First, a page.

I was dressed as a rabbit and he as a vampire. As we converged, he put out his hand to meet mine. “Has anyone ever told you how well you rock a tail?” he teased, tracing the lines on my palm with his fingers.
“You should really get those bloody fangs checked out,” I replied, suddenly conscious of my bitten-down nails.
As Maroon 5 blasted in the background, he murmured drunkenly in my ear, “I’ve missed you.”
“I’ve missed you, too,” I murmured back, standing on tiptoes.
Under the muted flashes of a strobe light, we shared our first kiss.
We stayed in touch for the rest of high school, mostly by text message. But we also met up in person when his school’s basketball team played ours and when I ventured from New Jersey into Manhattan for academic events or to attend another warehouse party.
I was eager to move on from high school, and talking to Jeremy was an escape, a peek into an alternative universe where shy boys with moppy brown hair and clever minds seemed to care about more than their next hookups. When I published an article about my struggle with Crohn’s disease in an obscure online magazine, he wrote with praise and to tell me it moved him, lessening the shame I felt.
Every time his name popped up on my phone, my heart raced.
Still, we were never more than semiaffiliated, two people who spoke and loved to speak and kissed and loved to kiss and connected and were scared of connecting. I told myself it was because we went to different schools, because teenage boys don’t want relationships, because it was all in my head.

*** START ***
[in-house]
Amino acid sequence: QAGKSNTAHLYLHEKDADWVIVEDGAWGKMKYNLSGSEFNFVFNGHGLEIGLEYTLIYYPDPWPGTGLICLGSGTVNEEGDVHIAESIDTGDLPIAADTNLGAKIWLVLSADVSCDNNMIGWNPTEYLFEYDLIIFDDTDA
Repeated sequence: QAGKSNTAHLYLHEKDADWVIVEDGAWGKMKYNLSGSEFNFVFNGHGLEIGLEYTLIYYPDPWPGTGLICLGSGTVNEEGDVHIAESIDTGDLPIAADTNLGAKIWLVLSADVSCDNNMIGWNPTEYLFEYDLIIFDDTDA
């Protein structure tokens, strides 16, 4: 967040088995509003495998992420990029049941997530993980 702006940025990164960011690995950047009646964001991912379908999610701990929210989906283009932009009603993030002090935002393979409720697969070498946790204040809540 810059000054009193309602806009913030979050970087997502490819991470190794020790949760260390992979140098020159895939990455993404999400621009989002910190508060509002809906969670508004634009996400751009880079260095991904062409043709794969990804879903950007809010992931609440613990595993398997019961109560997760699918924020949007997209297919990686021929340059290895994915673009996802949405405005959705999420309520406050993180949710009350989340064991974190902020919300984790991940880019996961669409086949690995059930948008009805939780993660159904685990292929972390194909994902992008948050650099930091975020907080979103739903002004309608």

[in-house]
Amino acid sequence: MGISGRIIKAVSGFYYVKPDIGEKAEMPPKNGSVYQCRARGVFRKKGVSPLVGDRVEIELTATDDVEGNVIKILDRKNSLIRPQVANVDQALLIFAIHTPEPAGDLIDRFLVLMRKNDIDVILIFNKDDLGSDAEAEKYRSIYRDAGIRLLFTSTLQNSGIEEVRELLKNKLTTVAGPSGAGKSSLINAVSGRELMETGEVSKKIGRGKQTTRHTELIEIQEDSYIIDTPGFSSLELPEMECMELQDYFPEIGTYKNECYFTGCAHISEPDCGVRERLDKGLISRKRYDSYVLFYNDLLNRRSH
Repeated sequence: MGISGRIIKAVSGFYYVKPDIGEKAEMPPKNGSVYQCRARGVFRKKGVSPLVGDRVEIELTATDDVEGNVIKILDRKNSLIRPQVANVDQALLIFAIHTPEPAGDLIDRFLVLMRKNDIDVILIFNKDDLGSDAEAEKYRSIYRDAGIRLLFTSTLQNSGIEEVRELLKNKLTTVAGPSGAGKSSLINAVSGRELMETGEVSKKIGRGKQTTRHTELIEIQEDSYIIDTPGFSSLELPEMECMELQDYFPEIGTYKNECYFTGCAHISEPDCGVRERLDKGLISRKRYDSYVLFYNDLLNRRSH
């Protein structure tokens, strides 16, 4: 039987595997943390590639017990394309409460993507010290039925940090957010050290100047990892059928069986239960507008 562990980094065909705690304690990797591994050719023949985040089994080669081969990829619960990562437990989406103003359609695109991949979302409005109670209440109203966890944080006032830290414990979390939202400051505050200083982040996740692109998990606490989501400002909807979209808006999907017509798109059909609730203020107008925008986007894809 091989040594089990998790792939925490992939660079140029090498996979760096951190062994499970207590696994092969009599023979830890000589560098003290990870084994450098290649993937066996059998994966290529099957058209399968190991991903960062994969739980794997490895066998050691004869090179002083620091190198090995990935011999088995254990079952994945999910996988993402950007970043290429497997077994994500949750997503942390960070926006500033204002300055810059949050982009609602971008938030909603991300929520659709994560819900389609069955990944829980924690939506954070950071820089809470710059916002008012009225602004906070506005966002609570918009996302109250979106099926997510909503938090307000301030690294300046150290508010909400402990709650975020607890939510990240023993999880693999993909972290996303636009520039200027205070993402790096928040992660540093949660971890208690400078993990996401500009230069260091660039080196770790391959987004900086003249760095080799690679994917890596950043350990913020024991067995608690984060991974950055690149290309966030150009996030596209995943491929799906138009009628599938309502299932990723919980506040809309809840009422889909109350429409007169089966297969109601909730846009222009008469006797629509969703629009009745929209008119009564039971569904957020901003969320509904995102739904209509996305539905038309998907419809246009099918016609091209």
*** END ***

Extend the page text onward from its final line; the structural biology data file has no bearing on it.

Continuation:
I told myself a lot of things I never told him.
Two years after our first kiss, we were exchanging “I’ve missed you” messages again. It was a brisk Friday evening in our first semesters of college when I stepped off a train and into his comfortable arms.
He had texted weeks earlier on Halloween (technically our anniversary) to ask if I would visit. We had not talked since summer, and I was trying to forget him. We had graduated from high school into the same inexpressive void we first entered in costume, where an “I’ve missed you” was as emotive as one got. I decided to leave him behind when I left for college.
But he wouldn’t let me. Whenever I believed he was out of my life, I’d get a text or Facebook comment that would reel me back in.
And I wouldn’t let me, either. His affection, however sporadic, always loomed like a promise. So I accepted his invitation, asking myself what I had to lose.
I lost a lot that weekend: A bet on the football game. Four pounds (from nerve-driven appetite loss). A pair of underwear. My innocence, apparently.
Naïvely, I had expected to gain clarity, to finally admit my feelings and ask if he felt the same. But I couldn’t confess, couldn’t probe. Periodically I opened my mouth to ask: “What are we doing? Who am I to you?” He stopped me with a smile, a wink or a handhold, gestures that persuaded me to shut my mouth or risk jeopardizing what we already had.
On the Saturday-night train back to Manhattan, I cried. Back in my dorm room, buried under the covers so my roommates wouldn’t hear, I fell asleep with a wet pillow and puffy eyes.
The next morning I awoke to a string of texts from him: “You get back OK?” “Let’s do it again soon :)”
And we did, meeting up for drinks in the city, spending the night at my place, neither of us daring to raise the subject of what we were doing or what we meant to each other. I kept telling myself I’d be fine.
And I was. I am.
But now, more than three years after our first kiss and more than a year after our first time, I’m still not over the possibility of him, the possibility of us. And he has no idea.